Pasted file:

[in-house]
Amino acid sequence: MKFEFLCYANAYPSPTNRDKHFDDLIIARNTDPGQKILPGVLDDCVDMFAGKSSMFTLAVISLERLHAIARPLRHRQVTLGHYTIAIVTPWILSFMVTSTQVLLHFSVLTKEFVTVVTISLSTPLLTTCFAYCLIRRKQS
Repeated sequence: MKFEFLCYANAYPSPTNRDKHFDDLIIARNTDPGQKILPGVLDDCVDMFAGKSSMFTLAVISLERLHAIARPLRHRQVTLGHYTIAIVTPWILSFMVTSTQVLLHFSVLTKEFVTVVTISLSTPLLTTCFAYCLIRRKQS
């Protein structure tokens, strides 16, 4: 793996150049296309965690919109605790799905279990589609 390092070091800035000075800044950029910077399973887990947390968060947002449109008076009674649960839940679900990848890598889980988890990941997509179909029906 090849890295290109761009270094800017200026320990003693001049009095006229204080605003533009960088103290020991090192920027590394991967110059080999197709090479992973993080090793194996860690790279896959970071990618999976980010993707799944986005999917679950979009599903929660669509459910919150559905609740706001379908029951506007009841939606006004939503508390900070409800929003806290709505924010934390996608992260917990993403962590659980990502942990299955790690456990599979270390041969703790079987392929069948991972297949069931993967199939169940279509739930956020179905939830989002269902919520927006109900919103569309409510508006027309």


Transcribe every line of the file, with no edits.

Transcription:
[in-house]
Amino acid sequence: MKFEFLCYANAYPSPTNRDKHFDDLIIARNTDPGQKILPGVLDDCVDMFAGKSSMFTLAVISLERLHAIARPLRHRQVTLGHYTIAIVTPWILSFMVTSTQVLLHFSVLTKEFVTVVTISLSTPLLTTCFAYCLIRRKQS
Repeated sequence: MKFEFLCYANAYPSPTNRDKHFDDLIIARNTDPGQKILPGVLDDCVDMFAGKSSMFTLAVISLERLHAIARPLRHRQVTLGHYTIAIVTPWILSFMVTSTQVLLHFSVLTKEFVTVVTISLSTPLLTTCFAYCLIRRKQS
């Protein structure tokens, strides 16, 4: 793996150049296309965690919109605790799905279990589609 390092070091800035000075800044950029910077399973887990947390968060947002449109008076009674649960839940679900990848890598889980988890990941997509179909029906 090849890295290109761009270094800017200026320990003693001049009095006229204080605003533009960088103290020991090192920027590394991967110059080999197709090479992973993080090793194996860690790279896959970071990618999976980010993707799944986005999917679950979009599903929660669509459910919150559905609740706001379908029951506007009841939606006004939503508390900070409800929003806290709505924010934390996608992260917990993403962590659980990502942990299955790690456990599979270390041969703790079987392929069948991972297949069931993967199939169940279509739930956020179905939830989002269902919520927006109900919103569309409510508006027309």